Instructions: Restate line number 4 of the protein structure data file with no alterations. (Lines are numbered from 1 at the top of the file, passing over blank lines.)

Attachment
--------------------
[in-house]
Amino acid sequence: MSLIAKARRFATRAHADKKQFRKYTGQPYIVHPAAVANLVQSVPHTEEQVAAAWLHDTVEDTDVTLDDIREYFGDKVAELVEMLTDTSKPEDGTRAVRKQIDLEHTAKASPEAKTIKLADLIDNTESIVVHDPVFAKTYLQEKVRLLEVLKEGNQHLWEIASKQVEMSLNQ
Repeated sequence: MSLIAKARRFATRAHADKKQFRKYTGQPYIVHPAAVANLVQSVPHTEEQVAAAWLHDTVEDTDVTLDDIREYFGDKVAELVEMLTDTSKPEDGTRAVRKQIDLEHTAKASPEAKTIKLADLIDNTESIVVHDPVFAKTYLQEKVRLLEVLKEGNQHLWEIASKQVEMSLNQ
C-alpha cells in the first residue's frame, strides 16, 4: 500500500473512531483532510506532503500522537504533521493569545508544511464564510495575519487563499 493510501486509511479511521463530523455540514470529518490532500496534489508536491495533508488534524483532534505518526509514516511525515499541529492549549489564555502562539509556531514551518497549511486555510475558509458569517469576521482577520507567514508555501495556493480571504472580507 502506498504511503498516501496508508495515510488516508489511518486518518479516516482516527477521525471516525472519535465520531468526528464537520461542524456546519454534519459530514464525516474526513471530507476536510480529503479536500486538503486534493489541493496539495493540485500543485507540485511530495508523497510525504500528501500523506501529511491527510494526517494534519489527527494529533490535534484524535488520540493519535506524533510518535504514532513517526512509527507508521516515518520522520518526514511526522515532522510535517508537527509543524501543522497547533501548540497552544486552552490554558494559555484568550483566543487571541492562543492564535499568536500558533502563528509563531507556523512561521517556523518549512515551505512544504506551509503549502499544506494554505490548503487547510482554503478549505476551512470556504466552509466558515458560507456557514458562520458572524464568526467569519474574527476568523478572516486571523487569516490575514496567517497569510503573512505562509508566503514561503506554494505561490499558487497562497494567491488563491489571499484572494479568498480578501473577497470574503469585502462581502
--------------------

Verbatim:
C-alpha cells in the first residue's frame, strides 16, 4: 500500500473512531483532510506532503500522537504533521493569545508544511464564510495575519487563499 493510501486509511479511521463530523455540514470529518490532500496534489508536491495533508488534524483532534505518526509514516511525515499541529492549549489564555502562539509556531514551518497549511486555510475558509458569517469576521482577520507567514508555501495556493480571504472580507 502506498504511503498516501496508508495515510488516508489511518486518518479516516482516527477521525471516525472519535465520531468526528464537520461542524456546519454534519459530514464525516474526513471530507476536510480529503479536500486538503486534493489541493496539495493540485500543485507540485511530495508523497510525504500528501500523506501529511491527510494526517494534519489527527494529533490535534484524535488520540493519535506524533510518535504514532513517526512509527507508521516515518520522520518526514511526522515532522510535517508537527509543524501543522497547533501548540497552544486552552490554558494559555484568550483566543487571541492562543492564535499568536500558533502563528509563531507556523512561521517556523518549512515551505512544504506551509503549502499544506494554505490548503487547510482554503478549505476551512470556504466552509466558515458560507456557514458562520458572524464568526467569519474574527476568523478572516486571523487569516490575514496567517497569510503573512505562509508566503514561503506554494505561490499558487497562497494567491488563491489571499484572494479568498480578501473577497470574503469585502462581502